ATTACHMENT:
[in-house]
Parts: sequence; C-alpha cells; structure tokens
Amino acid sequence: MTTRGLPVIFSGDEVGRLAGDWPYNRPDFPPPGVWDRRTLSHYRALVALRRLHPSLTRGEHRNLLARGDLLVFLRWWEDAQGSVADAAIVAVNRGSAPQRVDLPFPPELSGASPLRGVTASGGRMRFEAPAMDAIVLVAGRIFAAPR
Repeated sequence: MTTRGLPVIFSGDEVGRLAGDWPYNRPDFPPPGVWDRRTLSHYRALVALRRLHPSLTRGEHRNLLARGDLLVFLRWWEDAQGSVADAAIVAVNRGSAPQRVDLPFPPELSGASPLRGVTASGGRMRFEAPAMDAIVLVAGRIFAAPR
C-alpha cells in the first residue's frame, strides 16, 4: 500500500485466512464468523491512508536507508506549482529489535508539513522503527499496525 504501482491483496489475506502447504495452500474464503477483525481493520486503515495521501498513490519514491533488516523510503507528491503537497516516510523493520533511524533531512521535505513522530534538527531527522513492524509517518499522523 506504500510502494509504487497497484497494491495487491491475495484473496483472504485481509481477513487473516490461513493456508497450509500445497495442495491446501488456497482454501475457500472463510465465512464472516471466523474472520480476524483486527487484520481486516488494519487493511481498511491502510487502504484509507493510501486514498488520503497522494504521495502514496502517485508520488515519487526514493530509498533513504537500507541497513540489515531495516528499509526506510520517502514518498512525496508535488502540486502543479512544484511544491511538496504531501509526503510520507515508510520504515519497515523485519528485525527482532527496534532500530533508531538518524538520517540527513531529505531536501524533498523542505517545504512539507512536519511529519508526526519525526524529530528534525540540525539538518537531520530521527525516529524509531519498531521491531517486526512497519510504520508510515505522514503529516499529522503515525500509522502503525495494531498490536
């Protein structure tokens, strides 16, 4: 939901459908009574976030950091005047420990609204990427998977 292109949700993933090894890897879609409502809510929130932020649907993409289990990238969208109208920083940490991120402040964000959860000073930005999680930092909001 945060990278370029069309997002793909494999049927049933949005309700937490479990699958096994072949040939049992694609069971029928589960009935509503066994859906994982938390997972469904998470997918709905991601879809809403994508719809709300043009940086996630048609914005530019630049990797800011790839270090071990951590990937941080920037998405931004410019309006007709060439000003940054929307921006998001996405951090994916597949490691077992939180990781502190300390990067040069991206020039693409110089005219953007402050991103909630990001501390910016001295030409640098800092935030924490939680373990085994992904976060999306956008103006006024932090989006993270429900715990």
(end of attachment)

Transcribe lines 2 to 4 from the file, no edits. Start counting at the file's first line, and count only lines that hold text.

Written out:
Parts: sequence; C-alpha cells; structure tokens
Amino acid sequence: MTTRGLPVIFSGDEVGRLAGDWPYNRPDFPPPGVWDRRTLSHYRALVALRRLHPSLTRGEHRNLLARGDLLVFLRWWEDAQGSVADAAIVAVNRGSAPQRVDLPFPPELSGASPLRGVTASGGRMRFEAPAMDAIVLVAGRIFAAPR
Repeated sequence: MTTRGLPVIFSGDEVGRLAGDWPYNRPDFPPPGVWDRRTLSHYRALVALRRLHPSLTRGEHRNLLARGDLLVFLRWWEDAQGSVADAAIVAVNRGSAPQRVDLPFPPELSGASPLRGVTASGGRMRFEAPAMDAIVLVAGRIFAAPR